Yet I do love foie gras, even though I know that the practice of force-feeding the ducks and geese, called gavage, is questionable. That tube does hurt the birds a little, studies show (PDF), but not so much as the animal rights people would have you believe. There is a Spanish producer, Pateria de Sousa, that makes an exquisite foie without gavage by laying out lots and lots of figs, acorns, lupini beans, and olives for their geese to eat in fall. The Spanish foie is not as large as French force-fed foie, but it did win a blind taste test in France in 2006. De Sousa's foie has become the darling of the food world.

The reason the Spanish method works is the same reason we hunters occasionally see our wild foie gras: Waterfowl instinctively gorge in late summer and autumn, first to prep for the migration south—often a flight of more than 2,000 miles—and then to recover from that long journey. The domestic Spanish geese (which are a cousin of our wild specklebelly geese here) are slaughtered right after they've gorged for their "migration."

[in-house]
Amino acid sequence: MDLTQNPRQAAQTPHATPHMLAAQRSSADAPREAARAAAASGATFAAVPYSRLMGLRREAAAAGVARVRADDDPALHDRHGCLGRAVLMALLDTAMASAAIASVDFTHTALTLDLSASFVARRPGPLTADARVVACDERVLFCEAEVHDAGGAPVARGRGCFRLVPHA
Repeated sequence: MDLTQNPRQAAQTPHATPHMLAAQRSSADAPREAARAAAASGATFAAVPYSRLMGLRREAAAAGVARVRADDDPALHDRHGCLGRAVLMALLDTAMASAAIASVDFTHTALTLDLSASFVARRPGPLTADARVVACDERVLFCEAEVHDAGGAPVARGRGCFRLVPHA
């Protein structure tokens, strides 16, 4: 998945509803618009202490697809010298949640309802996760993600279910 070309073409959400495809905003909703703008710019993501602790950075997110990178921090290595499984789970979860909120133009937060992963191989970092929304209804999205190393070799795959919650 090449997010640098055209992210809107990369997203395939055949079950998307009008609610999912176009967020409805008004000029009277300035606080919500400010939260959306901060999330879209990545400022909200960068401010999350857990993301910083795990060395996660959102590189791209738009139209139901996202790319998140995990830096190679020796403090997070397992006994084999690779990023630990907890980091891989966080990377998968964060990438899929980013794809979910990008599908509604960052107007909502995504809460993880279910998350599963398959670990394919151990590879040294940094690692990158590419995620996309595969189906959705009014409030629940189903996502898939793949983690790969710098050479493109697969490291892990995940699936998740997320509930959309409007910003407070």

Our wild foie is largely a product of two things: Waterfowl recovering from their migrations—California is a wintering ground for ducks and geese—and the rice industry. Ducks eat what's around them. One study of pintail feeding behavior done in Kern County, about 200 miles south of the rice fields, shows that during the hunting season pintails there eat mostly swamp timothy and barnyard grass, supplemented by midge larvae. Pintails that far south do not put on the fat our ducks do.

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Wikimedia Commons

Another study—conducted where we hunt, in rice country north of Sacramento—found that pintails were getting 97 percent of their food from plants, as opposed to 72 percent in Kern, and that close to 99 percent of the northern pintails' plant diet was rice.

Rice is extremely high in energy; it's the pintail equivalent of eating junk food. Rice is so full of nutrients that the birds, like many omnivores (humans included) engage their "thrifty gene." This gene tells the body to store as much energy as possible because the animal is programmed to live in a feast-or-famine world. Incidentally, teal, wigeon, and gadwall do the same thing in the rice fields—as do specklebelly geese, the cousins of those Spanish foie geese. They'll literally become flying butterballs.